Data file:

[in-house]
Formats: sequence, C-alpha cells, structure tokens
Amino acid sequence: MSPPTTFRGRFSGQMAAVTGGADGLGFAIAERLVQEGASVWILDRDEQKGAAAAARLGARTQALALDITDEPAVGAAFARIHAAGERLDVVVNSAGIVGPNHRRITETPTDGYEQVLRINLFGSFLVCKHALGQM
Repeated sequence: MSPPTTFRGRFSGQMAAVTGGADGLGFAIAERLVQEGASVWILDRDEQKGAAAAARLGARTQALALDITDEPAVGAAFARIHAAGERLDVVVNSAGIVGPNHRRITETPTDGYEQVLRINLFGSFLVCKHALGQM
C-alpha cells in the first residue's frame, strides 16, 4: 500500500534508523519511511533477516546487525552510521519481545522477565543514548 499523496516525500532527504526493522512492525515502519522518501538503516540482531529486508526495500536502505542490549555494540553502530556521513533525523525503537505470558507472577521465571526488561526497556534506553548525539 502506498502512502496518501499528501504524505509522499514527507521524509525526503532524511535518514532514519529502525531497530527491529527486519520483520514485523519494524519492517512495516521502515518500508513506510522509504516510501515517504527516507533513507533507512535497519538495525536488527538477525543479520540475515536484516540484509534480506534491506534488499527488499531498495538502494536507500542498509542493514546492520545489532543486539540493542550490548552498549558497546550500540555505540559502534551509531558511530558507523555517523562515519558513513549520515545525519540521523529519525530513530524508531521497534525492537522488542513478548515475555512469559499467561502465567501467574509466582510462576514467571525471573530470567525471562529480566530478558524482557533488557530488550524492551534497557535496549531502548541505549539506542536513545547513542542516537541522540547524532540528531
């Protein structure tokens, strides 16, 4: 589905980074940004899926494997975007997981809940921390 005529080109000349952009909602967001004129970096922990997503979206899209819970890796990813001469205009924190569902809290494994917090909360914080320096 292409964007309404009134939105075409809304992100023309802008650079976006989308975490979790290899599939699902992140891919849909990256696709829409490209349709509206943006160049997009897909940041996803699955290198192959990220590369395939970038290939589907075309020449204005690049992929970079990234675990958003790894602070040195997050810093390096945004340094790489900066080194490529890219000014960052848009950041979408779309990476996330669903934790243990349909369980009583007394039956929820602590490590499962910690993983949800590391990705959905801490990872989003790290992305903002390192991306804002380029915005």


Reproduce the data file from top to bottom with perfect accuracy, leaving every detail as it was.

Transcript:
[in-house]
Formats: sequence, C-alpha cells, structure tokens
Amino acid sequence: MSPPTTFRGRFSGQMAAVTGGADGLGFAIAERLVQEGASVWILDRDEQKGAAAAARLGARTQALALDITDEPAVGAAFARIHAAGERLDVVVNSAGIVGPNHRRITETPTDGYEQVLRINLFGSFLVCKHALGQM
Repeated sequence: MSPPTTFRGRFSGQMAAVTGGADGLGFAIAERLVQEGASVWILDRDEQKGAAAAARLGARTQALALDITDEPAVGAAFARIHAAGERLDVVVNSAGIVGPNHRRITETPTDGYEQVLRINLFGSFLVCKHALGQM
C-alpha cells in the first residue's frame, strides 16, 4: 500500500534508523519511511533477516546487525552510521519481545522477565543514548 499523496516525500532527504526493522512492525515502519522518501538503516540482531529486508526495500536502505542490549555494540553502530556521513533525523525503537505470558507472577521465571526488561526497556534506553548525539 502506498502512502496518501499528501504524505509522499514527507521524509525526503532524511535518514532514519529502525531497530527491529527486519520483520514485523519494524519492517512495516521502515518500508513506510522509504516510501515517504527516507533513507533507512535497519538495525536488527538477525543479520540475515536484516540484509534480506534491506534488499527488499531498495538502494536507500542498509542493514546492520545489532543486539540493542550490548552498549558497546550500540555505540559502534551509531558511530558507523555517523562515519558513513549520515545525519540521523529519525530513530524508531521497534525492537522488542513478548515475555512469559499467561502465567501467574509466582510462576514467571525471573530470567525471562529480566530478558524482557533488557530488550524492551534497557535496549531502548541505549539506542536513545547513542542516537541522540547524532540528531
């Protein structure tokens, strides 16, 4: 589905980074940004899926494997975007997981809940921390 005529080109000349952009909602967001004129970096922990997503979206899209819970890796990813001469205009924190569902809290494994917090909360914080320096 292409964007309404009134939105075409809304992100023309802008650079976006989308975490979790290899599939699902992140891919849909990256696709829409490209349709509206943006160049997009897909940041996803699955290198192959990220590369395939970038290939589907075309020449204005690049992929970079990234675990958003790894602070040195997050810093390096945004340094790489900066080194490529890219000014960052848009950041979408779309990476996330669903934790243990349909369980009583007394039956929820602590490590499962910690993983949800590391990705959905801490990872989003790290992305903002390192991306804002380029915005």